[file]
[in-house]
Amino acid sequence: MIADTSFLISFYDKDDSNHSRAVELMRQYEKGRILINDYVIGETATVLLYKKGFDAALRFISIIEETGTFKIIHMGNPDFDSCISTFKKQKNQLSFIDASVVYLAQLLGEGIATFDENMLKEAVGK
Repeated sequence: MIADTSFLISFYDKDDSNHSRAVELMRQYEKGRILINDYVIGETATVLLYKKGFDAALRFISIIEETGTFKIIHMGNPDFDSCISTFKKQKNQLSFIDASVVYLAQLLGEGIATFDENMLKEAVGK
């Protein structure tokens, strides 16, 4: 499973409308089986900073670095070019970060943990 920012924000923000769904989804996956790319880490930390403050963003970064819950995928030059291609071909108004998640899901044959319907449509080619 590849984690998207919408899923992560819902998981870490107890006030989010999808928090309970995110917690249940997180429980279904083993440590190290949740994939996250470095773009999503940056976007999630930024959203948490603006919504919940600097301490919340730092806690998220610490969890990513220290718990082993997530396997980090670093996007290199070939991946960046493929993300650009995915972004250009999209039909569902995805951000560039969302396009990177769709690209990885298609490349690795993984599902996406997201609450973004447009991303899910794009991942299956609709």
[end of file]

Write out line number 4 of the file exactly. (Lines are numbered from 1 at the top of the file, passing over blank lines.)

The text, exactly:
């Protein structure tokens, strides 16, 4: 499973409308089986900073670095070019970060943990 920012924000923000769904989804996956790319880490930390403050963003970064819950995928030059291609071909108004998640899901044959319907449509080619 590849984690998207919408899923992560819902998981870490107890006030989010999808928090309970995110917690249940997180429980279904083993440590190290949740994939996250470095773009999503940056976007999630930024959203948490603006919504919940600097301490919340730092806690998220610490969890990513220290718990082993997530396997980090670093996007290199070939991946960046493929993300650009995915972004250009999209039909569902995805951000560039969302396009990177769709690209990885298609490349690795993984599902996406997201609450973004447009991303899910794009991942299956609709």